Friday, February 6, 2015

Found Art Friday 168

 Dear intrepid ones,
Today's Found Art Friday revisits a book called "Ways of Seeing" (circa 1972) by John Berger that made a loud squeaking noise on the Art Ranger's bookshelf until it was pulled out and cracked open:
(Berger in bold)
It is seeing which establishes our place in the surrounding world: we explain that world with words, but words can never undo the fact that we are surrounded by it.  The relation of what we see and what we know is never settled.
Rene Magritte (1868-1967) - Fine Realities

Art Ranger is, as you read this, roaming about the world looking after that "unsettled" process,  collecting and sharing some of "what we see".  Folding in words describing worlds.  One wonders how Mr. Berger would interpret today's nearly omnipresent phone cam therefore i am era into his argument?
Mysterious sculpture of 4' ft. 8" tall bronze Gentleman staring at Pine Cone (insert phone) in San Francisco's Golden Gate Park. No didactic plaque present.

"that we are surrounded by it " has taken on new meaning since 1972.  "It" is a vastly different place of (in part) self-made-selfness traced through images-therefore-i-am residue that circulates in a riotously abundant manner ..... instant grams, snaps of chats, posts, loops, memes, #s, and obsessive self-noticings of myriad mobile, satellite and cloud-assisted never-before-possible forms.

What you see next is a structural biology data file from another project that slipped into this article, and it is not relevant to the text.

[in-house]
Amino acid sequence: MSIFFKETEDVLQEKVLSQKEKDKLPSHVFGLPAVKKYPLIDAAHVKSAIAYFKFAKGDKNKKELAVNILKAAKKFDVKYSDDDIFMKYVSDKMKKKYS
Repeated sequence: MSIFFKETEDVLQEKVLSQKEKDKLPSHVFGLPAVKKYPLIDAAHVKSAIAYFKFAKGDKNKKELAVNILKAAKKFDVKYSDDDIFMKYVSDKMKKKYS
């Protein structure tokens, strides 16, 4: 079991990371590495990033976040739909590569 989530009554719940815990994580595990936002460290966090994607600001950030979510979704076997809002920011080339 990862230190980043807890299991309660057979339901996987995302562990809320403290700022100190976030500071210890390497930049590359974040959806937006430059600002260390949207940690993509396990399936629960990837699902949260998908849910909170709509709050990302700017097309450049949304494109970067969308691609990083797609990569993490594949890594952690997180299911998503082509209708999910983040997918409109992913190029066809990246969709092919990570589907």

Even still, with all our overabundance, so very many moments we perceive,  just do not translate into photographs, yet, we continue to strive to capture more, more, more, as a kind of salve to the living breathing surprise-loving brain. Yet, a great many other image-moments are only noticeable or memorable due to their unpremeditated, out-of-pocket instant inspirational stoppages in time:
not requiring a Nikon camera, yet asking to please be acknowledged
Images were first made to conjure up the appearances of something that was absent.  says Berger. Gradually it became evident that an image could outlast what it represented;...
This is where we live!  Can hardly believe it sometimes.  Because the land used to belong to the US Military, it is still not entirely ruined yet.
An image became a record of how X had seen Y.   He goes on to say:  This was the result of an increasing consciousness of individuality, accompanying that an increasing awareness of history ...   Hmmm. ..... so now Art Ranger wonders about our current "consciousness of individuality" versus increasing? awareness of history.  Uh ....  don't think so ..... more likely to just take things out of context:
Cam doesn't get out much anymore.  He is losing his muscle tone. 
What have you loved to see this week?  Send suggestions to our inbox here:

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